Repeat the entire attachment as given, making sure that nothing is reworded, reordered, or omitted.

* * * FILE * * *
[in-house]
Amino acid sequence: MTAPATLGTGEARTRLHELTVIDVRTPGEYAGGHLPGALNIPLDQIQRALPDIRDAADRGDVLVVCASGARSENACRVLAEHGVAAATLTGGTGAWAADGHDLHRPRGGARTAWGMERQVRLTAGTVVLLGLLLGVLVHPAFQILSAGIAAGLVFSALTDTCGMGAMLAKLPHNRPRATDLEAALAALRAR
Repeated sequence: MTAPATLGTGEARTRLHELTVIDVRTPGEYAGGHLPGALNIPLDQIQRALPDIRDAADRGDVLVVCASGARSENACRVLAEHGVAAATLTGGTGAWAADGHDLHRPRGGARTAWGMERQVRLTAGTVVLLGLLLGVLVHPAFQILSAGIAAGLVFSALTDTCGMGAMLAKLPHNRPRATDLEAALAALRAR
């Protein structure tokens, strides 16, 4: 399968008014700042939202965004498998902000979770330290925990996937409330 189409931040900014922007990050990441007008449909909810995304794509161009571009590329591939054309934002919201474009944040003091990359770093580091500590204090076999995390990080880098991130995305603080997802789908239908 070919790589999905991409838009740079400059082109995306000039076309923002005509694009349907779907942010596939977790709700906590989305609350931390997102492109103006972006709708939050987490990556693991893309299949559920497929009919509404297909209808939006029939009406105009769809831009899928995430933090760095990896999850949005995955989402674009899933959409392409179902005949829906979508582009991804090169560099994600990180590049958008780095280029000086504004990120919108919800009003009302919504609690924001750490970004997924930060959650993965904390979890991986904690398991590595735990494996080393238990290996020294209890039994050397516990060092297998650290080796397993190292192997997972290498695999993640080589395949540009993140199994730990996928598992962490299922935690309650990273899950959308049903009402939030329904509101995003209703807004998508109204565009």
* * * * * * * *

[in-house]
Amino acid sequence: MTAPATLGTGEARTRLHELTVIDVRTPGEYAGGHLPGALNIPLDQIQRALPDIRDAADRGDVLVVCASGARSENACRVLAEHGVAAATLTGGTGAWAADGHDLHRPRGGARTAWGMERQVRLTAGTVVLLGLLLGVLVHPAFQILSAGIAAGLVFSALTDTCGMGAMLAKLPHNRPRATDLEAALAALRAR
Repeated sequence: MTAPATLGTGEARTRLHELTVIDVRTPGEYAGGHLPGALNIPLDQIQRALPDIRDAADRGDVLVVCASGARSENACRVLAEHGVAAATLTGGTGAWAADGHDLHRPRGGARTAWGMERQVRLTAGTVVLLGLLLGVLVHPAFQILSAGIAAGLVFSALTDTCGMGAMLAKLPHNRPRATDLEAALAALRAR
């Protein structure tokens, strides 16, 4: 399968008014700042939202965004498998902000979770330290925990996937409330 189409931040900014922007990050990441007008449909909810995304794509161009571009590329591939054309934002919201474009944040003091990359770093580091500590204090076999995390990080880098991130995305603080997802789908239908 070919790589999905991409838009740079400059082109995306000039076309923002005509694009349907779907942010596939977790709700906590989305609350931390997102492109103006972006709708939050987490990556693991893309299949559920497929009919509404297909209808939006029939009406105009769809831009899928995430933090760095990896999850949005995955989402674009899933959409392409179902005949829906979508582009991804090169560099994600990180590049958008780095280029000086504004990120919108919800009003009302919504609690924001750490970004997924930060959650993965904390979890991986904690398991590595735990494996080393238990290996020294209890039994050397516990060092297998650290080796397993190292192997997972290498695999993640080589395949540009993140199994730990996928598992962490299922935690309650990273899950959308049903009402939030329904509101995003209703807004998508109204565009």